This is God’s Word …

This is Grace for your Journey …

Rest and Rejoice in this eternal truth!

Pastor Terry

Ephesians 4:7 – “But to each one of us grace has been given as Christ apportioned it.”

Hebrews 4:16 – “Let us then approach the throne of grace with confidence, so that we may receive mercy and find grace to help us in our time of need.”

Certainty In Uncertain: Luke 21:1-6 – Cautions For Christ-Followers

Grace For The Journey

We are coming to the last three chapters of Luke.  There is a certain order in these chapters of the synoptic Gospels – Matthew, Mark, and Luke – that makes it easy to remember where to locate a few things.  In chapters 22, 23, 24 Luke deals with the Lord’s Supper, the crucifixion, and resurrection (the same is true for Mark 14-16, 14 is the Lord’s Supper, 15 is the crucifixion, and 16 is the resurrection; and Matthew 26, 27, 28; the Lord’s Supper, the crucifixion, and the resurrection.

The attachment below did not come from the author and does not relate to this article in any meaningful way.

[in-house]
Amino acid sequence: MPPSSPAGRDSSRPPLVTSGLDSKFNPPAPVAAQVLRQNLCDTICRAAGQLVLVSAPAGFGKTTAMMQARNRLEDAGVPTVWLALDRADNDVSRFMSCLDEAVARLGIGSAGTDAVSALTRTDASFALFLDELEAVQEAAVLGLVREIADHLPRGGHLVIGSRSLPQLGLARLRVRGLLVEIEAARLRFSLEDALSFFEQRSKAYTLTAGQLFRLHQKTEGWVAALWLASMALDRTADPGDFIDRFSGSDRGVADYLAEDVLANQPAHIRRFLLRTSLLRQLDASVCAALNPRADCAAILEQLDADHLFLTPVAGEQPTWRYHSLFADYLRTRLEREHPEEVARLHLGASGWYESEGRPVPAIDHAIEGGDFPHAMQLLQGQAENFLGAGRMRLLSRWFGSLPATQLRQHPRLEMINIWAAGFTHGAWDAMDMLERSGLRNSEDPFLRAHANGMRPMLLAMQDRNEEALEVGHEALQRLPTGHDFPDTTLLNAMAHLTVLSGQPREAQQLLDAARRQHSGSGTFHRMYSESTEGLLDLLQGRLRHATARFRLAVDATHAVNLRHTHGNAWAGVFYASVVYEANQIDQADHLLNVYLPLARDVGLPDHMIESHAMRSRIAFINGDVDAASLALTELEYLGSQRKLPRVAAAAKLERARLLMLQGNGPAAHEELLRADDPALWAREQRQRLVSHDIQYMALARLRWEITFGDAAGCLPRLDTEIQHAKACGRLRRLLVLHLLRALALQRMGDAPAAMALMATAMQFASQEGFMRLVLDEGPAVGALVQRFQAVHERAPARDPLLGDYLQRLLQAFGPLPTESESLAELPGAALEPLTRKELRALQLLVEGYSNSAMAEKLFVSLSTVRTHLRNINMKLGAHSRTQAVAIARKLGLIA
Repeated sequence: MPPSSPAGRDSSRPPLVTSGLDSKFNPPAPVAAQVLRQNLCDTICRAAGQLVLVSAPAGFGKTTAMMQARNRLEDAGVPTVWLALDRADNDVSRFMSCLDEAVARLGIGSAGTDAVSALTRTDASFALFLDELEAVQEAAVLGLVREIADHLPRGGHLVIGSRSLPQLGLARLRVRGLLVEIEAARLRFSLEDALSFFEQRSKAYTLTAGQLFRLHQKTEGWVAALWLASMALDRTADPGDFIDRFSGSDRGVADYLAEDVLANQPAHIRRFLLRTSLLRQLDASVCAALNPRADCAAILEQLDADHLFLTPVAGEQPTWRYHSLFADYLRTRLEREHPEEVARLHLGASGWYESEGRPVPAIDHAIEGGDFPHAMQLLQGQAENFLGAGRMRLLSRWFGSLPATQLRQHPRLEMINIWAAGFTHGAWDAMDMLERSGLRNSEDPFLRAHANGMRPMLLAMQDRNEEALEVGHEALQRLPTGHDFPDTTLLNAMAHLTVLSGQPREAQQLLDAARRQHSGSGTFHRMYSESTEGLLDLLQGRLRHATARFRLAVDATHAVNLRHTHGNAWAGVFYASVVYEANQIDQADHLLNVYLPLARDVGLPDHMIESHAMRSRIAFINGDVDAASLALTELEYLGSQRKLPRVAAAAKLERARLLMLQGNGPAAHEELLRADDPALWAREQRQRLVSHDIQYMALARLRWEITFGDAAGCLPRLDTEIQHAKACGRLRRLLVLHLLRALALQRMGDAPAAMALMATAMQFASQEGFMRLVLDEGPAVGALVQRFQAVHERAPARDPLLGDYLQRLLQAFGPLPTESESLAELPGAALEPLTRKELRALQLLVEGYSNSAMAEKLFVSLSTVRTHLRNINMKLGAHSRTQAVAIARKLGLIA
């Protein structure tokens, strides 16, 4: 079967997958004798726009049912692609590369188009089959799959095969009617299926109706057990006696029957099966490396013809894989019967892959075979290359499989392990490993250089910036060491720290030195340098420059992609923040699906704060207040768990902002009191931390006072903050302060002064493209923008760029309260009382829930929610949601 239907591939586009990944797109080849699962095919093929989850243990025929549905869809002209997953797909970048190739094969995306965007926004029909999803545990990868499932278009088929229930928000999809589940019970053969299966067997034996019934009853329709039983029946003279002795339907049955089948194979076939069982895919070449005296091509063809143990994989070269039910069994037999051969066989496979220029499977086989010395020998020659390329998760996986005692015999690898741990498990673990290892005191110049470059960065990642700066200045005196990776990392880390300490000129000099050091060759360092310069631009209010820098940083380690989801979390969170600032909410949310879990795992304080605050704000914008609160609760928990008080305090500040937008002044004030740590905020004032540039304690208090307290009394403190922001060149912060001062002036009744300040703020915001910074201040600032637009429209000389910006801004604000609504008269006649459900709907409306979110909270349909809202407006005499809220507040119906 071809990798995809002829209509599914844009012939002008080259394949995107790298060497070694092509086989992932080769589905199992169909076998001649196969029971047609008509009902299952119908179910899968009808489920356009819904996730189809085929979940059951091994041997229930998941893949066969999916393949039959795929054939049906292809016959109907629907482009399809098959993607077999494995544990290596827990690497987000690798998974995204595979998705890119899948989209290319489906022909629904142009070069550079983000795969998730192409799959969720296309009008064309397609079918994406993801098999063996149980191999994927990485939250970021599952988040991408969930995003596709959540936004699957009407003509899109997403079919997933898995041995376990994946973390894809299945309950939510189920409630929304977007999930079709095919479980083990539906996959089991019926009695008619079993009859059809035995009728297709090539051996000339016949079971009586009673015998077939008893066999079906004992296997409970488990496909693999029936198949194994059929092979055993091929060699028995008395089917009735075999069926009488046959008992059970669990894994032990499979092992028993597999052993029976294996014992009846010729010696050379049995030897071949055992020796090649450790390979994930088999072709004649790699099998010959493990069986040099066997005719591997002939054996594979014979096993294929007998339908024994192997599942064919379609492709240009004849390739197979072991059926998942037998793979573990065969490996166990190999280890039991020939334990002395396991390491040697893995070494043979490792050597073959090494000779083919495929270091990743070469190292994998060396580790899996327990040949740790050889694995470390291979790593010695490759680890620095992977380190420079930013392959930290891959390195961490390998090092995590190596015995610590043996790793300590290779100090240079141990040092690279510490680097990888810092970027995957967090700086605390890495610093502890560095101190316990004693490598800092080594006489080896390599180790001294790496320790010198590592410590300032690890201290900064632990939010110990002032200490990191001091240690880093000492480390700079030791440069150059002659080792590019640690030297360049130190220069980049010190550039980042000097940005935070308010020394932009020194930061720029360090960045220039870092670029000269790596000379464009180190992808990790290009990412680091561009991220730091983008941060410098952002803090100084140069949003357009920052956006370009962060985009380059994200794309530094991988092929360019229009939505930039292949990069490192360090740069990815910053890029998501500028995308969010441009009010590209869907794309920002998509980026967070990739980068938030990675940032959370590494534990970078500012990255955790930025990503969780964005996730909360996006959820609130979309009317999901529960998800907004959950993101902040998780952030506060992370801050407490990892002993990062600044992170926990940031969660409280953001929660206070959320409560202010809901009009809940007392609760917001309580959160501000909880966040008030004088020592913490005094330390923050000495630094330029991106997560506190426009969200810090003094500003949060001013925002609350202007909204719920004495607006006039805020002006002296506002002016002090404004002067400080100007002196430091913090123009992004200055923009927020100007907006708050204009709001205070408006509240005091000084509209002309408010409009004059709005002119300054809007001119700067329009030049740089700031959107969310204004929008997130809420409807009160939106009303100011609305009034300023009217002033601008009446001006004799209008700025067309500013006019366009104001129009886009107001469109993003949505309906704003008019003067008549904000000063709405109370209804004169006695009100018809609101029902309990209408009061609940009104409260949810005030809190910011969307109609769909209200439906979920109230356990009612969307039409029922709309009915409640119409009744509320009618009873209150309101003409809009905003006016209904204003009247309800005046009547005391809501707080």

As we enter these last three chapters of Luke’s Gospel one of the truths we will be focusing primarily upon will be Christ’s death.  Only two Gospels give us details of Christ’s birth, but all four Gospels give us many details about Christ’s death, because Christ’s death is the integral part of God’s crowning work of redemption.  Today’s study takes us through the first six verses of Luke 22.

Judas is something of a scary character in the Gospel narrative.  He is a striking illustration of what we mean when we speak of the doctrine of perseverance, or “perseverance of the saints.”  This doctrine teaches that all true believers persevere in their faith to the end.  Or to put it another way . . .